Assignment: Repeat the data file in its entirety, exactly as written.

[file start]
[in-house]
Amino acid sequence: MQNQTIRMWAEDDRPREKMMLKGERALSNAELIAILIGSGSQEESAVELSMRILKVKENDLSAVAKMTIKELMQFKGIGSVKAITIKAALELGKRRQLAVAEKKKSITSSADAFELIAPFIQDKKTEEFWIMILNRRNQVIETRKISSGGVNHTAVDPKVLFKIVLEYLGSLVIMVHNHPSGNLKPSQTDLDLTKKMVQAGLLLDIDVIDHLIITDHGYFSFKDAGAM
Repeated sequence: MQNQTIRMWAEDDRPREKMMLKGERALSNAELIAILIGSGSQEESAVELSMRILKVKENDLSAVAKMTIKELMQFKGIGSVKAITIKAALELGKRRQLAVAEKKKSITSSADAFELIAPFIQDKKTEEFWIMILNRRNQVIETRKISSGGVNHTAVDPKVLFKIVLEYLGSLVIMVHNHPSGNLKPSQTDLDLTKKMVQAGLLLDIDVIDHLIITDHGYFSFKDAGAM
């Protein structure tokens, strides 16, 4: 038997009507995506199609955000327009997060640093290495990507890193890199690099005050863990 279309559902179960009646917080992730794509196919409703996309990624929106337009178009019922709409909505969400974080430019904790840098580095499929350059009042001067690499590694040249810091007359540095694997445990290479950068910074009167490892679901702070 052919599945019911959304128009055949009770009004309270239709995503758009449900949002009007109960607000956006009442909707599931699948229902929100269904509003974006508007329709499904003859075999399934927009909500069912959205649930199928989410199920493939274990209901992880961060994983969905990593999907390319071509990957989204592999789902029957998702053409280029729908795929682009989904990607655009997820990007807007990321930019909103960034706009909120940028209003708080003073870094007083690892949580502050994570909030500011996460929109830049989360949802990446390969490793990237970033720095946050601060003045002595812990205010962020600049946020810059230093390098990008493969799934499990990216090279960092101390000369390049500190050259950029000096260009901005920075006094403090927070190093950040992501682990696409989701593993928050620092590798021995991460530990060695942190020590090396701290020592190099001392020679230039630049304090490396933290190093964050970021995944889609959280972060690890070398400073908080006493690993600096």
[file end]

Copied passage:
[in-house]
Amino acid sequence: MQNQTIRMWAEDDRPREKMMLKGERALSNAELIAILIGSGSQEESAVELSMRILKVKENDLSAVAKMTIKELMQFKGIGSVKAITIKAALELGKRRQLAVAEKKKSITSSADAFELIAPFIQDKKTEEFWIMILNRRNQVIETRKISSGGVNHTAVDPKVLFKIVLEYLGSLVIMVHNHPSGNLKPSQTDLDLTKKMVQAGLLLDIDVIDHLIITDHGYFSFKDAGAM
Repeated sequence: MQNQTIRMWAEDDRPREKMMLKGERALSNAELIAILIGSGSQEESAVELSMRILKVKENDLSAVAKMTIKELMQFKGIGSVKAITIKAALELGKRRQLAVAEKKKSITSSADAFELIAPFIQDKKTEEFWIMILNRRNQVIETRKISSGGVNHTAVDPKVLFKIVLEYLGSLVIMVHNHPSGNLKPSQTDLDLTKKMVQAGLLLDIDVIDHLIITDHGYFSFKDAGAM
């Protein structure tokens, strides 16, 4: 038997009507995506199609955000327009997060640093290495990507890193890199690099005050863990 279309559902179960009646917080992730794509196919409703996309990624929106337009178009019922709409909505969400974080430019904790840098580095499929350059009042001067690499590694040249810091007359540095694997445990290479950068910074009167490892679901702070 052919599945019911959304128009055949009770009004309270239709995503758009449900949002009007109960607000956006009442909707599931699948229902929100269904509003974006508007329709499904003859075999399934927009909500069912959205649930199928989410199920493939274990209901992880961060994983969905990593999907390319071509990957989204592999789902029957998702053409280029729908795929682009989904990607655009997820990007807007990321930019909103960034706009909120940028209003708080003073870094007083690892949580502050994570909030500011996460929109830049989360949802990446390969490793990237970033720095946050601060003045002595812990205010962020600049946020810059230093390098990008493969799934499990990216090279960092101390000369390049500190050259950029000096260009901005920075006094403090927070190093950040992501682990696409989701593993928050620092590798021995991460530990060695942190020590090396701290020592190099001392020679230039630049304090490396933290190093964050970021995944889609959280972060690890070398400073908080006493690993600096």